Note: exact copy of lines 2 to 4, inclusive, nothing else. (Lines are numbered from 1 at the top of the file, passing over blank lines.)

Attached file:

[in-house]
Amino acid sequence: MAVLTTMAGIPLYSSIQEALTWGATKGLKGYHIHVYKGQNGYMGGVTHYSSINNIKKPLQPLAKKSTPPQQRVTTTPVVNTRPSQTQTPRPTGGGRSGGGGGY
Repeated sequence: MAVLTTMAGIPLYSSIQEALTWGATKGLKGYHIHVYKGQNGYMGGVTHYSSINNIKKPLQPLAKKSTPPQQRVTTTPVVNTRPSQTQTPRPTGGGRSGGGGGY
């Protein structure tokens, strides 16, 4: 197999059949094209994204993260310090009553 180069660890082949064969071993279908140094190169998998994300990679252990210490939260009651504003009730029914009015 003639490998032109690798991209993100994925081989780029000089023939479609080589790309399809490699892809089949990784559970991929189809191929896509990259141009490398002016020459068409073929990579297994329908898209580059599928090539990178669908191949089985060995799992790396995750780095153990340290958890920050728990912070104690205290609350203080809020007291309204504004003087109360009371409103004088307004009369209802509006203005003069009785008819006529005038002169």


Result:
Amino acid sequence: MAVLTTMAGIPLYSSIQEALTWGATKGLKGYHIHVYKGQNGYMGGVTHYSSINNIKKPLQPLAKKSTPPQQRVTTTPVVNTRPSQTQTPRPTGGGRSGGGGGY
Repeated sequence: MAVLTTMAGIPLYSSIQEALTWGATKGLKGYHIHVYKGQNGYMGGVTHYSSINNIKKPLQPLAKKSTPPQQRVTTTPVVNTRPSQTQTPRPTGGGRSGGGGGY
């Protein structure tokens, strides 16, 4: 197999059949094209994204993260310090009553 180069660890082949064969071993279908140094190169998998994300990679252990210490939260009651504003009730029914009015 003639490998032109690798991209993100994925081989780029000089023939479609080589790309399809490699892809089949990784559970991929189809191929896509990259141009490398002016020459068409073929990579297994329908898209580059599928090539990178669908191949089985060995799992790396995750780095153990340290958890920050728990912070104690205290609350203080809020007291309204504004003087109360009371409103004088307004009369209802509006203005003069009785008819006529005038002169």